Efforts to help displaced Iraqi families return to their homes have resumed after being temporarily suspended due to precautionary measures to fight the spread of the novel coronavirus (COVID-19) pandemic, officials said.
The Ministry of Displacement and Migration has renewed efforts to help displaced persons who voluntarily seek to return to their homes in liberated areas, said Ali Jahankir, director general of the ministry's branch affairs department.
These efforts had been suspended due to the lockdown imposed since March throughout the country to prevent the spread of the coronavirus, he told Diyaruna.
After easing some of these restrictions ahead of Ramadan, a new batch of 106 families left al-Salamiya displacement camp in Ninawa province in April.
They returned to their homes in western Mosul and in the towns of al-Qayrawan, Baaj, Zamar, Rabia and Sinjar in western Ninawa.
In Anbar, 97 displaced families have returned to their homes from al-Habbaniyah camp in the eastern part of the province, said Jahankir.
"Our plan for this year aims at bringing back the largest number of displaced families, and we will continue working until we achieve this goal in spite of the emergency health crisis at hand," he said.
The ministry has managed since last year to close down 94 camps throughout the country, he said, noting that most of the remaining 78 camps are "small-scale shelters".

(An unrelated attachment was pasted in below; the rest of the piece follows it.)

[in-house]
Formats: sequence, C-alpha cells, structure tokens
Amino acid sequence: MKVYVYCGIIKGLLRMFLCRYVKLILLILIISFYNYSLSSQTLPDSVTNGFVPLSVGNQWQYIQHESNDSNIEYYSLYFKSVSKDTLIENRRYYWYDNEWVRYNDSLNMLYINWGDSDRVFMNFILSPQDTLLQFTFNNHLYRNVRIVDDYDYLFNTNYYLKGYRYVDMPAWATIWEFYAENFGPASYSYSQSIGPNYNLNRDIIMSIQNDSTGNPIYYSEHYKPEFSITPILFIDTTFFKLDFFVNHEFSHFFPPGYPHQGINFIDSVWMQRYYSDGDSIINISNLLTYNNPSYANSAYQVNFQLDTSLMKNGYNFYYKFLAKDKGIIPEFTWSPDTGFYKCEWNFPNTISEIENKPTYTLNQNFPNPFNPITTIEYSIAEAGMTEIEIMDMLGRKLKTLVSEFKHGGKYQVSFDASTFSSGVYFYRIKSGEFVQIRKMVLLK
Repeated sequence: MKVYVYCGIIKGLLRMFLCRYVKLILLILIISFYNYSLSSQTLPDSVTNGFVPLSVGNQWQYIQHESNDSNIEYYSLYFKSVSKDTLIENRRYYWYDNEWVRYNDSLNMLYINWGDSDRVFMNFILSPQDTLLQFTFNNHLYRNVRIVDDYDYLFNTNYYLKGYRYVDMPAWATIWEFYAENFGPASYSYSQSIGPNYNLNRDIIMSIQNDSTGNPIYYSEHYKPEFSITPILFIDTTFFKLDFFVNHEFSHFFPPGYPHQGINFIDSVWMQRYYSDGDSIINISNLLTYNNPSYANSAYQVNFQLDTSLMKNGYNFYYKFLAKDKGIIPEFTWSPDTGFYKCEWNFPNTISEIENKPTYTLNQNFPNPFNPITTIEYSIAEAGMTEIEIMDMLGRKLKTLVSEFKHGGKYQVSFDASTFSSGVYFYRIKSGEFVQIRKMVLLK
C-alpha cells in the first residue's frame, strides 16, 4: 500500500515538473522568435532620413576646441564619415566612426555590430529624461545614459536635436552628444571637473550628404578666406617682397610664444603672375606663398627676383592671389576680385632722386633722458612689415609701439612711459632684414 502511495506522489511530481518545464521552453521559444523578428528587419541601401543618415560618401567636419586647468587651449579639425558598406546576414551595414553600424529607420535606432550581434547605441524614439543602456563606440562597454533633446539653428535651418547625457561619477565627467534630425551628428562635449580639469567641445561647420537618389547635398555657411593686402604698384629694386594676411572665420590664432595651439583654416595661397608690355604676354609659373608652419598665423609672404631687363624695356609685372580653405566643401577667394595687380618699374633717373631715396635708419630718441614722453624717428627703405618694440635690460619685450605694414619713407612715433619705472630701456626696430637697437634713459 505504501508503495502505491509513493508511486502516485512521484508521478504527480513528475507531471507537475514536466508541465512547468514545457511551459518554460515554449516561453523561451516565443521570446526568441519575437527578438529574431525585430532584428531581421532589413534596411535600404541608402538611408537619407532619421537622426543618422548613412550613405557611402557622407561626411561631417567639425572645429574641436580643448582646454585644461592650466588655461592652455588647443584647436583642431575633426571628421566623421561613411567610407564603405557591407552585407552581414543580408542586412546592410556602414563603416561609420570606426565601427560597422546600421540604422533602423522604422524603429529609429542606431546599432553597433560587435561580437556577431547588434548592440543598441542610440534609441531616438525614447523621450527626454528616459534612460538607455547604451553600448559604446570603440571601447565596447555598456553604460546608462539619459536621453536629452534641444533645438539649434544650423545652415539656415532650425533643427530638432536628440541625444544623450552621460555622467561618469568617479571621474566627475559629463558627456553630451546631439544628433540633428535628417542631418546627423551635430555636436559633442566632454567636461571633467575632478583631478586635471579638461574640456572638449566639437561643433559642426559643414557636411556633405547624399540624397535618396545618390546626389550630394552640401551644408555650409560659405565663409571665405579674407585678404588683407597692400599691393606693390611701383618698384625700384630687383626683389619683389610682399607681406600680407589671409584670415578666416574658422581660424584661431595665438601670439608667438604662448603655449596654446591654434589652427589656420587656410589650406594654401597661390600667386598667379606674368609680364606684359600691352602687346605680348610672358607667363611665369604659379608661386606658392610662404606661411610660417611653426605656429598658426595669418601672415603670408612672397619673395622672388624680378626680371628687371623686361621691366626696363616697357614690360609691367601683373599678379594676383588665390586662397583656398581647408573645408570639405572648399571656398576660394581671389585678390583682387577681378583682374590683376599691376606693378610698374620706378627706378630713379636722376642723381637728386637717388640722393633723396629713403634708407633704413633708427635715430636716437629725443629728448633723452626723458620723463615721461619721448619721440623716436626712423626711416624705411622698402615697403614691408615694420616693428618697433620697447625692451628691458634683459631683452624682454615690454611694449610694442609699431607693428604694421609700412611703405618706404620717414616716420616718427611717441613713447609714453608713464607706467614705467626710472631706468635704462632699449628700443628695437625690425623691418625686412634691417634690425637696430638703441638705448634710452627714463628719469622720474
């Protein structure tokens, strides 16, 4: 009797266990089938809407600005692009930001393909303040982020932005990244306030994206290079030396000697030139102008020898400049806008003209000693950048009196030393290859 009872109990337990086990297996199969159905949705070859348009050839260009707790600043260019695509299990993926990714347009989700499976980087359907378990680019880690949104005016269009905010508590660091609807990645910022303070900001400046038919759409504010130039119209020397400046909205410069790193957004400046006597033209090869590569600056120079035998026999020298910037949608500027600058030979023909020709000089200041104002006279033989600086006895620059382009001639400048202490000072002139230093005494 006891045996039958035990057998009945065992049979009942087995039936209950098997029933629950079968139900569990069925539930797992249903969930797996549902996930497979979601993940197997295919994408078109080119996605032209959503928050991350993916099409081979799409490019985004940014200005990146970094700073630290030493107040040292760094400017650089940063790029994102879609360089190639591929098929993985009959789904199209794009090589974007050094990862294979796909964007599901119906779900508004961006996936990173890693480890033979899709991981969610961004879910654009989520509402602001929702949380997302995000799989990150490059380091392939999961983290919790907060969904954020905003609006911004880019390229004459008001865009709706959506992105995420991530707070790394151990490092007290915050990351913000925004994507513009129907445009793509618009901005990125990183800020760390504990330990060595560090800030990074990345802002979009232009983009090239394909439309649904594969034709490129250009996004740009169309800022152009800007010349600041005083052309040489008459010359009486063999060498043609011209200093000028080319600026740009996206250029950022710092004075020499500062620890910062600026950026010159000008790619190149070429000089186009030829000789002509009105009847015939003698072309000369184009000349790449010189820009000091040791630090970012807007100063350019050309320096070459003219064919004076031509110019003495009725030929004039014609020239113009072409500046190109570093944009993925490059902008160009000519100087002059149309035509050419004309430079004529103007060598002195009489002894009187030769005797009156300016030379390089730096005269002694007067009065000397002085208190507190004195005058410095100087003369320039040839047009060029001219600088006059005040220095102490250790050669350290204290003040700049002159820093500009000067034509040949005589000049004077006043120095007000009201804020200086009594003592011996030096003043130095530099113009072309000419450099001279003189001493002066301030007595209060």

The remaining camps accommodate more than 62,000 families who are mostly from Ninawa province, including close to 40,000 internally displaced persons (IDPs) from Sinjar living in camps in Dohuk province in the Kurdish region.
No infections in the camps
The return of IDPs eases the burden placed on the state and is a key factor in efforts to support stability and maintain security in the liberated provinces, said Khalaf al-Hadidi, a former member of the Ninawa provincial council.
Associate director of migration in Ninawa province, Azim Hazim Dawood, said he hopes the voluntary return of IDPs to Ninawa will increase after the lockdown measures have been eased.
The migration directorate in Ninawa has been providing aid and financial support to returning individuals so they can easily reintegrate in their communities, he said.
Thousands of food baskets have been handed out to returnees in Mosul and the towns of al-Kuwair and Tal Keyf, as well as the Ninawa Plains, he said.
The number of IDP camps in Ninawa has gone down from 14 camps when the "Islamic State of Iraq and Syria" (ISIS) invaded Iraq to only five, Dawood said.
These include al-Salamiya, Hammam al-Alil, Jabal Sinjar, al-Jadaa and Hassan Shami camps, which currently shelter around 13,000 displaced families.
No coronavirus infections amongst the displaced population in the camps has been recorded to date, he said.
"We are following strict health procedures in the camps with continuous sanitisation operations being conducted in collaboration with the Red Crescent, the Civil Defence and other civil organisations," he added.